Jackson’s resignation is due to health reasons and an ongoing federal investigation into whether he illegally used campaign funds to cover personal expenses, as outlined in his official letter to Speaker John Boehner.

Expect a large Democratic field to compete in the special primary. Already, former Rep. Debbie Halvorson (D-IL-11), originally elected in the old 11th District but defeated in 2010 after one term, has officially announced her candidacy. She opposed Jackson in the 2012 Democratic primary but secured only 23.6 percent of the vote.

Since Illinois has no run-off, Halvorson is hoping to unify the smaller white vote, which may be enough to secure victory if the African-Americans split among many candidates. IL-2 has a black population of 62.4 percent. Two other majority African-American districts, Tennessee’s 9th CD (Rep. Steve Cohen) and Michigan’s 14th (Rep. Gary Peters), currently send white males to Washington, winning under similar circumstances to what Halvorson hopes will occur in this upcoming special election.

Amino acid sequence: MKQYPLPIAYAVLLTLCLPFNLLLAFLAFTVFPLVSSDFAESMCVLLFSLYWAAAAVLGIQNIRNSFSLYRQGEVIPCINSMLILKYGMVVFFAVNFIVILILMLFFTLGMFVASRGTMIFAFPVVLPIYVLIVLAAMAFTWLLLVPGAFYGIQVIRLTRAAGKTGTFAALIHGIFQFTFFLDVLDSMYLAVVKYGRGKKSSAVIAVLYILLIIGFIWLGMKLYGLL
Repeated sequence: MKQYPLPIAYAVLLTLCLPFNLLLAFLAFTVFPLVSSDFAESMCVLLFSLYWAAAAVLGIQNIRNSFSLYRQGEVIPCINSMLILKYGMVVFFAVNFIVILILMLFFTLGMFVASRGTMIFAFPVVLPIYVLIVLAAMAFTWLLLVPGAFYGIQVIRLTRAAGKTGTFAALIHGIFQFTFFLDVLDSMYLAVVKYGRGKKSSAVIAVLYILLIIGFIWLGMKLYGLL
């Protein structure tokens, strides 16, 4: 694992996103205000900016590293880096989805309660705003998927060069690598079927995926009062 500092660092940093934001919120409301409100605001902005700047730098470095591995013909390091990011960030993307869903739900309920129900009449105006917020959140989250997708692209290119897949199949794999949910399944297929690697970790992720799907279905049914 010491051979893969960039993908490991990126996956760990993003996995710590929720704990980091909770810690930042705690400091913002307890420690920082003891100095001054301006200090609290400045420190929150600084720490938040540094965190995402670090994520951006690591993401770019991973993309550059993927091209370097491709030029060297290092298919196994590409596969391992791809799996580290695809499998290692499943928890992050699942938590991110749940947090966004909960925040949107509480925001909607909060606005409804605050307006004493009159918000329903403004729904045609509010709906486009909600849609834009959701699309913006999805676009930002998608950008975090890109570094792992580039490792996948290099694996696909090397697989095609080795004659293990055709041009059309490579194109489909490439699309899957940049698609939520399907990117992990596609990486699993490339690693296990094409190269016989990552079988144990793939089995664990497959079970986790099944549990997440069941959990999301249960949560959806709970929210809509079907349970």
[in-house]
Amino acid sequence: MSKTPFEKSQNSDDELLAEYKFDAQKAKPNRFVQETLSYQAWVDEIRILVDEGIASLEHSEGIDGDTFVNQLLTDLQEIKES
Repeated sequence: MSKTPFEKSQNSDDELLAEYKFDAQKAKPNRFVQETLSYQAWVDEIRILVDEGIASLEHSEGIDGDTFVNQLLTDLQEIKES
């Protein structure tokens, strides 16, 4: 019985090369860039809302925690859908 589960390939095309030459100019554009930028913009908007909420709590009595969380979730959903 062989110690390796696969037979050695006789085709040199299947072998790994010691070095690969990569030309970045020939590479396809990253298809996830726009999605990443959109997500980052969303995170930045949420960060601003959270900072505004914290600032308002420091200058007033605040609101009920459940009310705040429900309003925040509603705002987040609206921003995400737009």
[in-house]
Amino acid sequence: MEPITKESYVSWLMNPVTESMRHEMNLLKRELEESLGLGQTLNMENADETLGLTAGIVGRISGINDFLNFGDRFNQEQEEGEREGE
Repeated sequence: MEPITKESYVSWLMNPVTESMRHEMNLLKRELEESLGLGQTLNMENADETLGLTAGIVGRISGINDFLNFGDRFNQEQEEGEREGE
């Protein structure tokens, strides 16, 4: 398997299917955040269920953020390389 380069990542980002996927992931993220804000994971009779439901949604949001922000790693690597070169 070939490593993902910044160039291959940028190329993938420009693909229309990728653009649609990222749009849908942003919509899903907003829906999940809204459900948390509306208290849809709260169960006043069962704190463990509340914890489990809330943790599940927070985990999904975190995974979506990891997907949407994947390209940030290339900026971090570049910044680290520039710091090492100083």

Other individuals said to be considering running to replace Jackson are the former congressman’s brother Jonathan Jackson, prominent local Chicago pastor Corey Brooks, attorney Sam Adam Jr., state senators Toi Hutchison and Donne Trotter, Chicago Aldermen Anthony Beale and Will Burns, and former state Reps. David Miller and Robin Kelly. All are Democrats.

The 2nd District encompasses the south Chicago area in Cook County and includes part of Will County and all of Kankakee.